Ramdhari Singh Dinkar

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Ramdhari Singh 'Dinkar'
रामधारी सिंह 'दिनकर'
Rashtrakavi Ramdhari Singh 'Dinkar'
Rashtrakavi Ramdhari Singh 'Dinkar'
Born(1908-09-23)September 23, 1908
Simariya village, Begusarai district, Bihar
DiedApril 24, 1974(1974-04-24) (aged 65)
Begusarai district, Bihar
OccupationPoet, Freedom Fighter, Member of Parliament, Essayist, Literary critic, Journalist, Satirist,
Notable award(s)1959:Sahitya Akademi Award
1959: Padma Bhushan
1972: Bharatiya Jnanpith

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Ramdhari Singh 'Dinkar'
रामधारी सिंह 'दिनकर'
Rashtrakavi Ramdhari Singh 'Dinkar'
Rashtrakavi Ramdhari Singh 'Dinkar'
Born(1908-09-23)September 23, 1908
Simariya village, Begusarai district, Bihar
DiedApril 24, 1974(1974-04-24) (aged 65)
Begusarai district, Bihar
OccupationPoet, Freedom Fighter, Member of Parliament, Essayist, Literary critic, Journalist, Satirist,
Notable award(s)1959:Sahitya Akademi Award
1959: Padma Bhushan
1972: Bharatiya Jnanpith

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Ramdhari Singh 'Dinkar' (रामधारी सिंह 'दिनकर') (September 23, 1908 – April 24, 1974) was an Indian Hindi poet, essayist and academic,[1][2] who is considered as one of the most important modern Hindi poets. He remerged as a poet of rebellion as a consequence of his nationalist poetry written in the days before Indian independence. His poetry exuded veer rasa, and he has been hailed as a Rashtrakavi ("National poet") on account of his inspiring patriotic compositions.[3] As a mark of respect for him, his portrait was unveiled in the Central Hall of Parliament of India by the Prime Minister of India, Dr. Manmohan Singh on his centenary year, 2008.[4][5]

Dinkar initially supported the revolutionary movement during the Indian independence struggle, but later became a Gandhian.He was close to prominent nationalists of the time such as Rajendra Prasad, Anugrah Narayan Sinha and Braj Kishore Prasad. However, he used to call himself a 'Bad Gandhian' because he supported the feelings of indignation and revenge among the youth.[6] In Kurukshetra, he accepted that war is destructive but argued that it is necessary for the protection of freedom.

Dinkar was three times elected to Rajya Sabha, and he was the member of this house from April 3, 1952 CE to January 26, 1964 CE,[6] and was awarded the Padma Bhushan in 1959.[6]. He was also the Vice Chancellor of Bhagalpur University (Bhagalpur, Bihar) in the early 1960's.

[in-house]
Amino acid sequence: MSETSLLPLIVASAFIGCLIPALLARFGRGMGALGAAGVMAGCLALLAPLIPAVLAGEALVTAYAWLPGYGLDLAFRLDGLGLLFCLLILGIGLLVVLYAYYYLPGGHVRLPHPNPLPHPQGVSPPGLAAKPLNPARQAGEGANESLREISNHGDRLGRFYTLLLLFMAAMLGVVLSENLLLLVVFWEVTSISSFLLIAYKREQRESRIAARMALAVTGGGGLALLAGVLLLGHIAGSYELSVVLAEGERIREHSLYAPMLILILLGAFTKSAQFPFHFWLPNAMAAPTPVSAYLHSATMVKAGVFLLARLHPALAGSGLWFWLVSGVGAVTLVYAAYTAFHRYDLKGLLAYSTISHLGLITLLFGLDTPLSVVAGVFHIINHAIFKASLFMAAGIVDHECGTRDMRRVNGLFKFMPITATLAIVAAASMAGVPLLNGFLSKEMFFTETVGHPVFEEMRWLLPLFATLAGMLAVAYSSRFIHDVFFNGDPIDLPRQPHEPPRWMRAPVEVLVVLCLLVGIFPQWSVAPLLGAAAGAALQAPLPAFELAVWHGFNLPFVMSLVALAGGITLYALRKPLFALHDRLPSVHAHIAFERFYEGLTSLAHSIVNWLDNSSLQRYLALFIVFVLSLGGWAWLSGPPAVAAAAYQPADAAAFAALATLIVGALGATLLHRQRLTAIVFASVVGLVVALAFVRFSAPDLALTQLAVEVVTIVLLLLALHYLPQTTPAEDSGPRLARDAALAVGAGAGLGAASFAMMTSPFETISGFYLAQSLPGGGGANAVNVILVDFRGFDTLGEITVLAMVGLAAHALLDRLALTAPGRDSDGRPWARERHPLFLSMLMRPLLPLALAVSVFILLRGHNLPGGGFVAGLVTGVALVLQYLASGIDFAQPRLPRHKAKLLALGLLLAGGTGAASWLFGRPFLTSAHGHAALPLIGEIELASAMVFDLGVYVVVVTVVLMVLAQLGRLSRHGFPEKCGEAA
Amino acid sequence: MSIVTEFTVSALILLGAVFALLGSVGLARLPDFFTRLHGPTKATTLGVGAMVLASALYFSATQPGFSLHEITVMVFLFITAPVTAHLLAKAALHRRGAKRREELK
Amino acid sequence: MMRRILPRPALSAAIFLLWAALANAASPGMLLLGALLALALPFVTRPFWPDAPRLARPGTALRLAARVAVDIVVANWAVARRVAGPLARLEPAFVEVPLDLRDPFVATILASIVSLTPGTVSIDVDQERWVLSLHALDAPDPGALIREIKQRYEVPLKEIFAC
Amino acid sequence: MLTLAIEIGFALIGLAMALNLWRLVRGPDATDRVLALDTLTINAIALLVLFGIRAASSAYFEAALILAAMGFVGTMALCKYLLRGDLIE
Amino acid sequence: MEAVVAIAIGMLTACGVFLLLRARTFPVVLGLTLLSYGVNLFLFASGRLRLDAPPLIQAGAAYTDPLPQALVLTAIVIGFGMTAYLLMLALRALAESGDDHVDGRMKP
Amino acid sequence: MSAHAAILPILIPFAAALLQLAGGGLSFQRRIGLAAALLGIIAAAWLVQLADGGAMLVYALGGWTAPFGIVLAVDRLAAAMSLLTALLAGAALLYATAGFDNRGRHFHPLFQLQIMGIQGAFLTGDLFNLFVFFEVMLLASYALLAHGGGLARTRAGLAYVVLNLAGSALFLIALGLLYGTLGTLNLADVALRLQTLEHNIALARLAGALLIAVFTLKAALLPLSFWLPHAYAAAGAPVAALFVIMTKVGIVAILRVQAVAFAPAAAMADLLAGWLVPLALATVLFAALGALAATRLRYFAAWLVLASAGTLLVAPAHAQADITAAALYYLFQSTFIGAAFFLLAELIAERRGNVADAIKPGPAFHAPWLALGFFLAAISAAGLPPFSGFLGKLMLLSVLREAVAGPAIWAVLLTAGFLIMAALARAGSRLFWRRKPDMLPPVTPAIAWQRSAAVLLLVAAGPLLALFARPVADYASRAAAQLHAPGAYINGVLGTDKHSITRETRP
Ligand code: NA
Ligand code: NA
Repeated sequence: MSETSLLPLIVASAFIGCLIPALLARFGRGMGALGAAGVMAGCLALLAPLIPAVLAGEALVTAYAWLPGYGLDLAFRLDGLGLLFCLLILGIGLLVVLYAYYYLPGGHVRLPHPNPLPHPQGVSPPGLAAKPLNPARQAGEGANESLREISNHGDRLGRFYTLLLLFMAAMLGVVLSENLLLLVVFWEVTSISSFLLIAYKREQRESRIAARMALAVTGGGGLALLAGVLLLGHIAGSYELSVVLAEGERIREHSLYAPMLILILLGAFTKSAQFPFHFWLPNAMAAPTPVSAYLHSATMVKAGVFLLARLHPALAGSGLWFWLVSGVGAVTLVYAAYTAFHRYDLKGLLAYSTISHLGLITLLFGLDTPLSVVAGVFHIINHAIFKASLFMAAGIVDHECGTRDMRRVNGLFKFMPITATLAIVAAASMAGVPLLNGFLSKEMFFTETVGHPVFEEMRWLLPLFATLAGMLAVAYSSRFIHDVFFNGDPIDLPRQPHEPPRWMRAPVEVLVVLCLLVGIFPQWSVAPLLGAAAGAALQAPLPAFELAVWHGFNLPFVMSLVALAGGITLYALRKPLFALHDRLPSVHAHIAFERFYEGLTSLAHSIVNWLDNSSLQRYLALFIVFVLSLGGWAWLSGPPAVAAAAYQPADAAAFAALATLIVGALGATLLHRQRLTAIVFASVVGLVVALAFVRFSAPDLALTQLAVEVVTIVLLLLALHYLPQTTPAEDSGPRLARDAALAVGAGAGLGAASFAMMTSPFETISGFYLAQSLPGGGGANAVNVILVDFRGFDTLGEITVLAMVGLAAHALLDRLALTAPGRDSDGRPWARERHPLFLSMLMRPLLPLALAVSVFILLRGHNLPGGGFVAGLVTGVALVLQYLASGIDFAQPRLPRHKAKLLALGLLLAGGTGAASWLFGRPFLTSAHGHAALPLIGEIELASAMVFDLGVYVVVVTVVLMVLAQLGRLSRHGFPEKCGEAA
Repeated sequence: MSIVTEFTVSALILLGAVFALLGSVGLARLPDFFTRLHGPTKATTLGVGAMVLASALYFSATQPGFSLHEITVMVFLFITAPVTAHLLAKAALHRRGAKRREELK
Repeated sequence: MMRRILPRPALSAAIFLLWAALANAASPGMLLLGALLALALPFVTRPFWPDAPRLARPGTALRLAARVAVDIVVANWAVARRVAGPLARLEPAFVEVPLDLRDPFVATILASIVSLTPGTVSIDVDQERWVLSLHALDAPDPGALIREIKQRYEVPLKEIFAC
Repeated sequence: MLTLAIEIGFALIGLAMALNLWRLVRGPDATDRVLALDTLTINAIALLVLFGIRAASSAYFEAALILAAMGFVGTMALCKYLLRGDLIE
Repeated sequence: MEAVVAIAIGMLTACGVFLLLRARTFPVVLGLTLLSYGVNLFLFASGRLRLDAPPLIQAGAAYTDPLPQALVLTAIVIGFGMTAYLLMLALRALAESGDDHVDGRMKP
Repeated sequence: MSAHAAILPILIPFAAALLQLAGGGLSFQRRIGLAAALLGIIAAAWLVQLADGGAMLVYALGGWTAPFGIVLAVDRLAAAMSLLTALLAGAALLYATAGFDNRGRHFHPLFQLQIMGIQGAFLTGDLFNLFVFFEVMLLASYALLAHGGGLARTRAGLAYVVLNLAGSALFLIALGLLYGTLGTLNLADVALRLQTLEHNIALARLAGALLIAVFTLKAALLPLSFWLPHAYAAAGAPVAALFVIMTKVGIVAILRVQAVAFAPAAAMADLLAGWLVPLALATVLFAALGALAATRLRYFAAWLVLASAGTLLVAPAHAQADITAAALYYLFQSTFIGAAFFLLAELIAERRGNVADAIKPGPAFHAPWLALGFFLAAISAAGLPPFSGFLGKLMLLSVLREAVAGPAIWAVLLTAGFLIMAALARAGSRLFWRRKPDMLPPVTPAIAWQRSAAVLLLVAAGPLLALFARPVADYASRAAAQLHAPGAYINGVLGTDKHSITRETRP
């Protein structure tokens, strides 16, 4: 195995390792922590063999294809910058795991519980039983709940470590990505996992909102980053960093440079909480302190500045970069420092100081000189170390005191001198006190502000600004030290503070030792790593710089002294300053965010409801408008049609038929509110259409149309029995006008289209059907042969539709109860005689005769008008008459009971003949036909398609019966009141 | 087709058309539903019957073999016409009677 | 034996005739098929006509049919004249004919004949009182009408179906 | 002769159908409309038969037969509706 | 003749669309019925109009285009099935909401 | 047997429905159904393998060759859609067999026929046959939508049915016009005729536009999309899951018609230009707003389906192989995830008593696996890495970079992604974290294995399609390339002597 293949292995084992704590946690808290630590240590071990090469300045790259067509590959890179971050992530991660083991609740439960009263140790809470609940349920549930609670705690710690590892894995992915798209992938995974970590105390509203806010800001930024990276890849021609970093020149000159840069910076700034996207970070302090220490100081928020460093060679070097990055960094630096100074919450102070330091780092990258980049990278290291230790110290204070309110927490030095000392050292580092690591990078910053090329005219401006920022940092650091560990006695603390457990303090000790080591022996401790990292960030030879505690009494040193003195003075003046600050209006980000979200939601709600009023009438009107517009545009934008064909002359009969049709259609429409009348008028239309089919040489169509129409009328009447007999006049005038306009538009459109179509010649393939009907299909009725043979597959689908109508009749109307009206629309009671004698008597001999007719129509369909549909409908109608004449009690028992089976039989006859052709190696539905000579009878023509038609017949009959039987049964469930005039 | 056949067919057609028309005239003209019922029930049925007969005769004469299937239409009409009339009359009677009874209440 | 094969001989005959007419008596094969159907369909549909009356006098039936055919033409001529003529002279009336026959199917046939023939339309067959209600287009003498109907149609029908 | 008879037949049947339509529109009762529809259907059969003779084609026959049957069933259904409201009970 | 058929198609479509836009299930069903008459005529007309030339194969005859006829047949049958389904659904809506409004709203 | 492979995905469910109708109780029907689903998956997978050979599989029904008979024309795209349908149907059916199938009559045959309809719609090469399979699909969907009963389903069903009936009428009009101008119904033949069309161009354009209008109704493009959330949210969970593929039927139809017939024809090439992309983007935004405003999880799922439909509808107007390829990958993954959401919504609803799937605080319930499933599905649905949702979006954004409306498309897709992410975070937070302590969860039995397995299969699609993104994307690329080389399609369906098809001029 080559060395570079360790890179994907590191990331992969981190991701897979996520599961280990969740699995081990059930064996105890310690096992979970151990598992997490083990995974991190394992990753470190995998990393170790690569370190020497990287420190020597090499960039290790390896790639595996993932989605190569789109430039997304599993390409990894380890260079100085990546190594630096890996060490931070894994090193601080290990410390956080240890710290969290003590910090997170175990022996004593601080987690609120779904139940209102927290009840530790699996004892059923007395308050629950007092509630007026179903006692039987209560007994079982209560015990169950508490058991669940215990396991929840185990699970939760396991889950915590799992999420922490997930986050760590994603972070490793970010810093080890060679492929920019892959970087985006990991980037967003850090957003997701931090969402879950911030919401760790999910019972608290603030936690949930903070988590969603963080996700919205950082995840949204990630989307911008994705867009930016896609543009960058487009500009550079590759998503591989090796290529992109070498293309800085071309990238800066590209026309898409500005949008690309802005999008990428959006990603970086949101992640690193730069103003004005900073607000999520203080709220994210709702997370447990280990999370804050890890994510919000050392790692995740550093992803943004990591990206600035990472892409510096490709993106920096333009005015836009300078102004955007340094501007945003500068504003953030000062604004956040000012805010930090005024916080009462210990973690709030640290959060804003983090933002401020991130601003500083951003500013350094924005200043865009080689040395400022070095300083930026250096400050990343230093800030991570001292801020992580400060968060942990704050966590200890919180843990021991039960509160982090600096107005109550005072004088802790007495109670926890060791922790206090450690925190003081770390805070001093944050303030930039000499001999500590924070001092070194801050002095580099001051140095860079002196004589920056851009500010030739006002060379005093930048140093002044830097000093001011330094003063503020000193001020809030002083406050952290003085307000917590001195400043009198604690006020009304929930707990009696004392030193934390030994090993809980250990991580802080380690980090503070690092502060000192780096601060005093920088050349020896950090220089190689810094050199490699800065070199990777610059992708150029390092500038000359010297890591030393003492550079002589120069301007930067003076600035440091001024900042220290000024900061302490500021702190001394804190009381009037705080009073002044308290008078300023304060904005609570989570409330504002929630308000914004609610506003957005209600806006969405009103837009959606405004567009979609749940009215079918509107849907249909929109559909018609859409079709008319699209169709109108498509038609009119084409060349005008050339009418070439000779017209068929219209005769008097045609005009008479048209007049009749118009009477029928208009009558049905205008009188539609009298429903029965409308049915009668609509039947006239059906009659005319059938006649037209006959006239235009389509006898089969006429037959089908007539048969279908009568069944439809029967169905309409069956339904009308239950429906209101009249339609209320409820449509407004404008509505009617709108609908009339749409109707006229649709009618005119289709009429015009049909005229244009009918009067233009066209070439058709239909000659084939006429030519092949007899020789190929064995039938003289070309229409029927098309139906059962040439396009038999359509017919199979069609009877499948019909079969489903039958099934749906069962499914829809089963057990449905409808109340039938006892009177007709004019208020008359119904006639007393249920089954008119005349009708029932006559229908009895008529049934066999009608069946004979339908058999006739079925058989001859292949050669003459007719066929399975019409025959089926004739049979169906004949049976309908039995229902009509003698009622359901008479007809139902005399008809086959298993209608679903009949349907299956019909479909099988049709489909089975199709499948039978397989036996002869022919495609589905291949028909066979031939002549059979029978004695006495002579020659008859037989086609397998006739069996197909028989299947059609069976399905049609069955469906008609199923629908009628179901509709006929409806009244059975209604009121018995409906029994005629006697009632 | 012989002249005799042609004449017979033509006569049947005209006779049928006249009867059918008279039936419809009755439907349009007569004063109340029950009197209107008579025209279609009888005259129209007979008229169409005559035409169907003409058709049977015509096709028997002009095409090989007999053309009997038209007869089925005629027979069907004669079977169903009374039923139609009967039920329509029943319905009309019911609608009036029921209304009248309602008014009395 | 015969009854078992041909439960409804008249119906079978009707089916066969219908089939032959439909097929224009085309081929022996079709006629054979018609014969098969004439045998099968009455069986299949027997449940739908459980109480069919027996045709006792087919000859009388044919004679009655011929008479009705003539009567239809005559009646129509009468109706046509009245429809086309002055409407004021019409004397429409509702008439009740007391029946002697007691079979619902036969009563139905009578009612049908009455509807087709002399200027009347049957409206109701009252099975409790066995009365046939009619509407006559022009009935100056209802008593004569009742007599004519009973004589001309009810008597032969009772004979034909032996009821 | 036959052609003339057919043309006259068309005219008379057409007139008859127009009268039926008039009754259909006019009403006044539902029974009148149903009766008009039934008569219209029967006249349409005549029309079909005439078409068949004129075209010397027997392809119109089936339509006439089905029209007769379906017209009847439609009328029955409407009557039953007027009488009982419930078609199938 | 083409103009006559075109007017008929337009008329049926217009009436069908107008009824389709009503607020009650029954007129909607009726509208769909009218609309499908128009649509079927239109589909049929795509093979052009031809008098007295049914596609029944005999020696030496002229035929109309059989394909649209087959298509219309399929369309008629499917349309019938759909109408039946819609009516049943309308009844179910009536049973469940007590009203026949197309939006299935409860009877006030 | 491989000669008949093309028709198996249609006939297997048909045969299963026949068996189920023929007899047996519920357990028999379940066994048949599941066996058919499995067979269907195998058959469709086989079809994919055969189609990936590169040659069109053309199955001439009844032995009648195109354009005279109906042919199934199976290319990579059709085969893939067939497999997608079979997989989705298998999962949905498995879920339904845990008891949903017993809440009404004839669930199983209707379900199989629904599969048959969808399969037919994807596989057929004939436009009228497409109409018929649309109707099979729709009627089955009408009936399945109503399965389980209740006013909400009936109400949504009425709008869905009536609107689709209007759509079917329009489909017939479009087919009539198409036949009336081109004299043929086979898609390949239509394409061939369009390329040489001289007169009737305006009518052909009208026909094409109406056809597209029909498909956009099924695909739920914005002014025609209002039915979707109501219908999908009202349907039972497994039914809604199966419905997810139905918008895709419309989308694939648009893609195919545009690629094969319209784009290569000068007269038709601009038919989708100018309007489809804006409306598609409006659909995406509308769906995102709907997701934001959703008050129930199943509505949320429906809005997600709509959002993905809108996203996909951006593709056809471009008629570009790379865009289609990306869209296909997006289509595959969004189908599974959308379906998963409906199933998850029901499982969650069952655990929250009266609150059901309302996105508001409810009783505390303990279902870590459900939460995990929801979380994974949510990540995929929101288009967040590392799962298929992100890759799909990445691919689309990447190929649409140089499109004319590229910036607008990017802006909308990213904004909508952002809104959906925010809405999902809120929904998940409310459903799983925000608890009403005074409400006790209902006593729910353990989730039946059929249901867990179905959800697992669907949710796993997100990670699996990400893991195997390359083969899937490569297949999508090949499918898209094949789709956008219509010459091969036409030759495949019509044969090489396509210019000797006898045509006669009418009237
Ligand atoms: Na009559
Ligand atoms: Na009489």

During The Emergency, Jayaprakash Narayan had attracted a gathering of one lakh people at the Ramlila Grounds and recited Dinkar's famous poem: Singhasan Khaali Karo Ke Janata Aaati Hai (Devanagari: सिंहासन खाली करो कि जनता आती है; "Vacate the throne, for the people come").[7]

Contents

Biography

He was born to a poor Bhumihar Brahmin[8] family in Simariya village, in the Begusarai district of Bihar. As a student, his favorite subjects were history, politics and philosophy. He studied Hindi, Sanskrit, Maithili, Bengali, Urdu and English literature. Dinkar was greatly influenced by Iqbal, Rabindranath Tagore, Keats and Milton. He translated works of Rabindranath Tagore from Bengali to Hindi. The poetic persona of the poet Dinkar was shaped by the pressures and counter-pressures of life during the freedom movement.[6][9] Five feet eleven, shining white complexion, long high nose, large ears, broad forehead - his apperance answered to some such description.[6][10] He was born on 23rd September 1908, in Simariya village of Monghyr district (now in Begusarai District) in Bihar.[11]

When he was a student of Mokama High School, it was not possible for him to stay on till school closed at four p.m.[12] He had to leave the class after lunch break so that he could catch the steamer back home.[13] He could not afford to be in the hostel which would have enabled him to attend all periods.[14] How could a student who had no shoes on his feet manage the hostel fees? His poetry shows the impact of poverty.[15] This was the environment in which Dinkar grew up and became a nationalist poet of radical views.[16] In 1920, Dinkar saw Mahatma Gandhi for the first time.[17] About this time, in the third decade of 20th century, he founded Manoranjan Library at Simariya.[18] He also edited a handwritten Pamphlet.[19]

Creative Struggle

When Dinkar stepped into his adolescence, the freedom movement had begun under the leadership of Mahatma Gandhi.[20] In 1929, when after matriculation, he entered into Patna College in the intermediate class; this movement had started becoming aggressive.[21] In 1928, Simon Commission, against which nationwide demonstrations were being held, arrived.[22] Demonstrations were held in Patna also. Dinkarji also signed the oath-paper.[23] Thousands came to the rally at Gandhi Maidan in which Dinkarji also participated.[24] During the protest against Simon Commission, the police of the British Governement mercilessly lathi charged the Lion of Punjab, Lala Lajpat Rai, who succumbed to the injuries.[25] The whole country was in turmoil.[26] The youthful mind of Dinkar became increasingly radical due to these agitations. His emotional nature was charged with poetic energy.[27]

When a paper called Chhatra Sahodar (Brother of Students) came out again under the editorship of Shri Narsingh Das, Dinkar's first poem was published in 1924 or 1925.[28] In 1928, the peasant's satyagraha under the leadership of Sardar Vallabhbhai Patel proved successful in Bardoli of Gujarat.[29] He wrote ten poems based on this Satyagraha which was published in a book form under the title Vijay-Sandesh (Message of Victory).[30] This composition is now available.[31] Right in front of Patna College, the office of "Yuvak" functioned.[32] In order to escape the wrath of the government, Dinkar got his poems published under the pseudonym "Amitabh".[33] On 14th September 1928, a poem of his, on the martyrdom of Jatin Das, was published.[34] Around this time he wrote two small works of poetry called Birbala and Meghnad-Vadh, but neither of them is traceable now.[35] In 1930, he composed a poem called Pran-Bhang (The Breach of Vow), which was mentioned by Ramchandra Shukla in his history.[36] So the journey of his poetic career should be deemed to have begun with Vijay-Sandesh.[37] Before this his poems had become a frequent feature of the magazine Desh, published from Patna and of Pratibha, which was published from Kannauj.[38]